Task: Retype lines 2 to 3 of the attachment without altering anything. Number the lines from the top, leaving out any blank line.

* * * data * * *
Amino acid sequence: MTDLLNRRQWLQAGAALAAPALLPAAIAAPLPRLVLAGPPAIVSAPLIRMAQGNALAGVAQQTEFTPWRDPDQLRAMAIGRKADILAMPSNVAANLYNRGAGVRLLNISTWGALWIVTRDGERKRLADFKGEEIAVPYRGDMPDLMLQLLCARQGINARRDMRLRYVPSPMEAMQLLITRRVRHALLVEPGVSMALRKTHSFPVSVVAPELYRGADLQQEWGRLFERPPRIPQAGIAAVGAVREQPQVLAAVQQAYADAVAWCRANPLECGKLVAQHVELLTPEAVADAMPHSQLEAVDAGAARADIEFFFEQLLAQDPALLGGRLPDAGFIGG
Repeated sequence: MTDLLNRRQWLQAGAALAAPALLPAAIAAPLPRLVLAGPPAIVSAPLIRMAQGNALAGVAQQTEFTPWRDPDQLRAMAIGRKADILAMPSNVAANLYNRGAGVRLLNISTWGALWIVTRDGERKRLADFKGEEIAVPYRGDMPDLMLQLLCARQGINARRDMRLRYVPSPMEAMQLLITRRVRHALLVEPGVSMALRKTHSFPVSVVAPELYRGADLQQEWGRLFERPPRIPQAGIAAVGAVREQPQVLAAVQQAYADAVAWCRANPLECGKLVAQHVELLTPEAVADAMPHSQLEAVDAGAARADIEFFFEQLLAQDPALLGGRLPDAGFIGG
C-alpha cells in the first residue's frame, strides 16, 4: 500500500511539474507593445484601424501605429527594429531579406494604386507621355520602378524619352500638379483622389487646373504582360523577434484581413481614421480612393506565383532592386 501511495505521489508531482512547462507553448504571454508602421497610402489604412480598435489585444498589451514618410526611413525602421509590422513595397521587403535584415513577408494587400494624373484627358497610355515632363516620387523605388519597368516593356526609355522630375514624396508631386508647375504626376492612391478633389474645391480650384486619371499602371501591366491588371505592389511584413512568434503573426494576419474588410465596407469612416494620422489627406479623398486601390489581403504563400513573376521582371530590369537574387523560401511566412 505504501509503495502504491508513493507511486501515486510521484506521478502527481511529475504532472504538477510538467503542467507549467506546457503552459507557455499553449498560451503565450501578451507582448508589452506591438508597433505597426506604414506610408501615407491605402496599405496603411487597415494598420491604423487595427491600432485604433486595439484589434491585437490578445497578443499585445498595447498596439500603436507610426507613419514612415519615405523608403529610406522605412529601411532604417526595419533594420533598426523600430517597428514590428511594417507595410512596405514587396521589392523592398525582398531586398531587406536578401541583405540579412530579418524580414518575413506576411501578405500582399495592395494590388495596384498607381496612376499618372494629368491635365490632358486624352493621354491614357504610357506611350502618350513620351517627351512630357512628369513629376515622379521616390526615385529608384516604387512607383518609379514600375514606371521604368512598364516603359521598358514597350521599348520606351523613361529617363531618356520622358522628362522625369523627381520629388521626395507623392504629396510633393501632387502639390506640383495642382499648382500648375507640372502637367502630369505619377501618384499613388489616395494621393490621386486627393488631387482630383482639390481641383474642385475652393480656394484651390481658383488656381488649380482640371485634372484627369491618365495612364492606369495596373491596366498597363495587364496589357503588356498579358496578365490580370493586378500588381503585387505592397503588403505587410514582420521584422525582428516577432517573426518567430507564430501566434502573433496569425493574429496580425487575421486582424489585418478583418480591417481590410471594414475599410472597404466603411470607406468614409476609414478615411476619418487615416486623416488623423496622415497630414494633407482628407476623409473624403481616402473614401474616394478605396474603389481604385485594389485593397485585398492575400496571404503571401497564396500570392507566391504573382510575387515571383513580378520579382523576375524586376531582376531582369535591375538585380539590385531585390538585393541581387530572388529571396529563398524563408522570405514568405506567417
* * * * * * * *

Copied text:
Repeated sequence: MTDLLNRRQWLQAGAALAAPALLPAAIAAPLPRLVLAGPPAIVSAPLIRMAQGNALAGVAQQTEFTPWRDPDQLRAMAIGRKADILAMPSNVAANLYNRGAGVRLLNISTWGALWIVTRDGERKRLADFKGEEIAVPYRGDMPDLMLQLLCARQGINARRDMRLRYVPSPMEAMQLLITRRVRHALLVEPGVSMALRKTHSFPVSVVAPELYRGADLQQEWGRLFERPPRIPQAGIAAVGAVREQPQVLAAVQQAYADAVAWCRANPLECGKLVAQHVELLTPEAVADAMPHSQLEAVDAGAARADIEFFFEQLLAQDPALLGGRLPDAGFIGG
C-alpha cells in the first residue's frame, strides 16, 4: 500500500511539474507593445484601424501605429527594429531579406494604386507621355520602378524619352500638379483622389487646373504582360523577434484581413481614421480612393506565383532592386 501511495505521489508531482512547462507553448504571454508602421497610402489604412480598435489585444498589451514618410526611413525602421509590422513595397521587403535584415513577408494587400494624373484627358497610355515632363516620387523605388519597368516593356526609355522630375514624396508631386508647375504626376492612391478633389474645391480650384486619371499602371501591366491588371505592389511584413512568434503573426494576419474588410465596407469612416494620422489627406479623398486601390489581403504563400513573376521582371530590369537574387523560401511566412 505504501509503495502504491508513493507511486501515486510521484506521478502527481511529475504532472504538477510538467503542467507549467506546457503552459507557455499553449498560451503565450501578451507582448508589452506591438508597433505597426506604414506610408501615407491605402496599405496603411487597415494598420491604423487595427491600432485604433486595439484589434491585437490578445497578443499585445498595447498596439500603436507610426507613419514612415519615405523608403529610406522605412529601411532604417526595419533594420533598426523600430517597428514590428511594417507595410512596405514587396521589392523592398525582398531586398531587406536578401541583405540579412530579418524580414518575413506576411501578405500582399495592395494590388495596384498607381496612376499618372494629368491635365490632358486624352493621354491614357504610357506611350502618350513620351517627351512630357512628369513629376515622379521616390526615385529608384516604387512607383518609379514600375514606371521604368512598364516603359521598358514597350521599348520606351523613361529617363531618356520622358522628362522625369523627381520629388521626395507623392504629396510633393501632387502639390506640383495642382499648382500648375507640372502637367502630369505619377501618384499613388489616395494621393490621386486627393488631387482630383482639390481641383474642385475652393480656394484651390481658383488656381488649380482640371485634372484627369491618365495612364492606369495596373491596366498597363495587364496589357503588356498579358496578365490580370493586378500588381503585387505592397503588403505587410514582420521584422525582428516577432517573426518567430507564430501566434502573433496569425493574429496580425487575421486582424489585418478583418480591417481590410471594414475599410472597404466603411470607406468614409476609414478615411476619418487615416486623416488623423496622415497630414494633407482628407476623409473624403481616402473614401474616394478605396474603389481604385485594389485593397485585398492575400496571404503571401497564396500570392507566391504573382510575387515571383513580378520579382523576375524586376531582376531582369535591375538585380539590385531585390538585393541581387530572388529571396529563398524563408522570405514568405506567417